Yesterday, SNH became the first public body in Scotland to publish a set of natural capital accounts taking stock of the climate, tourism, recreational and health benefits brought about by its 56,000 hectares, comprised mainly of national nature reserves (NNRs).
Natural capital is a measure of the natural world and its impact upon people, which can then be accounted for with a monetary value of the benefits they bring. For example, a tree has a timber value determined by the market (provisionary service), it also sucks carbon out of the atmosphere and helps reduce flood risk (regulatory service) and also provides other benefits such as an amenity value to people such as walkers (cultural service).
SNH calculated its £683m net natural capital figure over the life of the asset of 60 years, in line with UK government guidance.
The lion’s share of the figure was made up from recreation and tourism revenues (worth £666.2m) and the £70.3m in benefits brought about from carbon sequestration – a calculation of tonnes of CO2 equivalent that were locked up each year helping to regulate the environment and reduce climate change impacts, the report said.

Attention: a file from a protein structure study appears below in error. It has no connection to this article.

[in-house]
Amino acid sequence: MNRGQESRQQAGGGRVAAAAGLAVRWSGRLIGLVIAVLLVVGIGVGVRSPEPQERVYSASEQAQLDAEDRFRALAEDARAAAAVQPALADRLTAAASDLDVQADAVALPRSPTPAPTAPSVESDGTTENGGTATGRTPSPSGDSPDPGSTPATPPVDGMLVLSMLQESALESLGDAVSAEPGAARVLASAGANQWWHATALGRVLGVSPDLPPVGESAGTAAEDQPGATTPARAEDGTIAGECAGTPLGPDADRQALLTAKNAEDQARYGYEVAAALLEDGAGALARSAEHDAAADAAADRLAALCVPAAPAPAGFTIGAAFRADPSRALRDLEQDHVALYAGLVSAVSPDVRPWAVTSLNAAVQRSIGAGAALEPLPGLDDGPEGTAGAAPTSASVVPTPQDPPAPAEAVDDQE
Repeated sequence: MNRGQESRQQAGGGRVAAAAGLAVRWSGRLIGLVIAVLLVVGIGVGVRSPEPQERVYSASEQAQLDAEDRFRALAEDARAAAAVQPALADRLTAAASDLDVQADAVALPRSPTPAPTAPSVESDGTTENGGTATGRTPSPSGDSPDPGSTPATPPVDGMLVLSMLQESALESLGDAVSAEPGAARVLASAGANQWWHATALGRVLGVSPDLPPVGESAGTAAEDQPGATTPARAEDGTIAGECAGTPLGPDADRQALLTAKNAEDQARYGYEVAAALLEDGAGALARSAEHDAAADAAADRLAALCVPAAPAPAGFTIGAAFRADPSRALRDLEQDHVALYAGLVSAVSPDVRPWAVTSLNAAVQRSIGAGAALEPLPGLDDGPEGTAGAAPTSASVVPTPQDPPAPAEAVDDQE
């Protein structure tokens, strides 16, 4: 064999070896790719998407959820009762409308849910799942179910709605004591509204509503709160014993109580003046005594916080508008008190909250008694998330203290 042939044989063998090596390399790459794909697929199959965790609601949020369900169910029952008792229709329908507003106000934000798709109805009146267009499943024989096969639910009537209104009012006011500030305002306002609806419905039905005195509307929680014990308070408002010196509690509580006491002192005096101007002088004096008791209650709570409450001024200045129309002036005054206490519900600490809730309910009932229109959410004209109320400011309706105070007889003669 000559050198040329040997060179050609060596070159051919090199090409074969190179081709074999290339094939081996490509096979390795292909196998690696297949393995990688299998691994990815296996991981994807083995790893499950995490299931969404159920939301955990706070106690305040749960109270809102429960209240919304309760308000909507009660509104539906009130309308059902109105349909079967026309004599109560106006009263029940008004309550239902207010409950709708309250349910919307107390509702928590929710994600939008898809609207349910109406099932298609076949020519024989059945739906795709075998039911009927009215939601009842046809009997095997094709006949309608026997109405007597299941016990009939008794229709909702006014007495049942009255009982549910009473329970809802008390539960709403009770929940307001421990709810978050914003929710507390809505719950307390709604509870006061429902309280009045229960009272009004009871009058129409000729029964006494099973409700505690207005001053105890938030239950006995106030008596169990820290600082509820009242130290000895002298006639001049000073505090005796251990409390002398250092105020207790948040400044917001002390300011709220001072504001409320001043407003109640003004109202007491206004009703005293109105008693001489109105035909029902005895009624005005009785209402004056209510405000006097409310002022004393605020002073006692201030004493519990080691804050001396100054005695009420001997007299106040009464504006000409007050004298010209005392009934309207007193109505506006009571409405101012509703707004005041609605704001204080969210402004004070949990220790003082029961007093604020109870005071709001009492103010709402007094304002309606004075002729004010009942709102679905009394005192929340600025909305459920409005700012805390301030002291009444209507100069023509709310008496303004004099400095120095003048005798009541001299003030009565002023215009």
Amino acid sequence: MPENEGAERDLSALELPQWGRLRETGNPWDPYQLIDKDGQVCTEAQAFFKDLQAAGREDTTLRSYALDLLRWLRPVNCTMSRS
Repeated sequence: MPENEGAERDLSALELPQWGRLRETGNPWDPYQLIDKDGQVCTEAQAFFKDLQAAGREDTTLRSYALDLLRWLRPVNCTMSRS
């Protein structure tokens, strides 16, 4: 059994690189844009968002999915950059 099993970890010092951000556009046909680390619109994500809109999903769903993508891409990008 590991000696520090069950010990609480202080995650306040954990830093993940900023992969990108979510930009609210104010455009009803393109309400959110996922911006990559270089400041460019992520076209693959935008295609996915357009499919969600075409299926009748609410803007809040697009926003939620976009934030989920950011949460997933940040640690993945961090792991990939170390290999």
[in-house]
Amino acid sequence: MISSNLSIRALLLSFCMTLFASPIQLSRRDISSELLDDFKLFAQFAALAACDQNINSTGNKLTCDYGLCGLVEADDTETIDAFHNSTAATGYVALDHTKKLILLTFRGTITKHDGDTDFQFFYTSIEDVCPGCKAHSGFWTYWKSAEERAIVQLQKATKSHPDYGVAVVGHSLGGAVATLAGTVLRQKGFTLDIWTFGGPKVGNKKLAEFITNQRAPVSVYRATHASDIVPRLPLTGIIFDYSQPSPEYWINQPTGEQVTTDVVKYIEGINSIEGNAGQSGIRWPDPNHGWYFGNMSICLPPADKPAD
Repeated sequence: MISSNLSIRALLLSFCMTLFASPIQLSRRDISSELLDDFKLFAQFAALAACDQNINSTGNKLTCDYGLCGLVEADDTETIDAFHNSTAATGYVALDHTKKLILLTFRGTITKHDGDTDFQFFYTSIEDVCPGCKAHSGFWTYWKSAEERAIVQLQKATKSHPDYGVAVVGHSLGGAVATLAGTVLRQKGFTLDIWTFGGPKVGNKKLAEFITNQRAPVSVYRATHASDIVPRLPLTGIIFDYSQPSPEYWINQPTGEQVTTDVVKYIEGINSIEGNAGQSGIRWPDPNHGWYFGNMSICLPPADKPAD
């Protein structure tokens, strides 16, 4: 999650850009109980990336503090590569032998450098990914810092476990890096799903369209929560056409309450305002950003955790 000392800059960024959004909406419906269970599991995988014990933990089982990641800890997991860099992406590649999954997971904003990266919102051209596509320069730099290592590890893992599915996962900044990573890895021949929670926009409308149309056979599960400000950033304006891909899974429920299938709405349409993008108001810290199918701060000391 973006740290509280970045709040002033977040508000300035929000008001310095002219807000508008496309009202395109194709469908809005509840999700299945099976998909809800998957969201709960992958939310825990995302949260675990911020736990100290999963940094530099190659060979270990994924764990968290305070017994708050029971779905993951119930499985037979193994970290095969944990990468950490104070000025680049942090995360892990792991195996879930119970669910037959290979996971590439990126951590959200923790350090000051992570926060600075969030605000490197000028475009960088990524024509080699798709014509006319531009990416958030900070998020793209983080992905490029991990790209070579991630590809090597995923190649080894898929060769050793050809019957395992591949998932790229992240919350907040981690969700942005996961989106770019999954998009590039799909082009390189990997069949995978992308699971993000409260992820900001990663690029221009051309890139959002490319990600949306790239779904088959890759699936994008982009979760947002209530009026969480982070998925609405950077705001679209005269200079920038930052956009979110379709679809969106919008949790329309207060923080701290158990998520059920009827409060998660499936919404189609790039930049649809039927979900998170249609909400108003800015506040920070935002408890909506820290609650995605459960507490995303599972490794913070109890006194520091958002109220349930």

The impacts brought about by improved air quality were also calculated by modelling forests on SNH land, which suggested that the ability of forests to trap harmful pollutants was saving the NHS £73k a year in medical costs.
Overall, the report shows that the value of the benefits from SNH land is eight times higher than the costs to maintain them.
According to SNH’s press statement, the true value of its natural capital accounts may be much higher as it is currently not possible to measure other advantages such as water quality, mental health benefits and flood risk mitigation.
In October, the Office for National Statistics (ONS) placed a partial value of the UK’s natural capital at £951 billion.
To view SHN’s natural capital report in full click here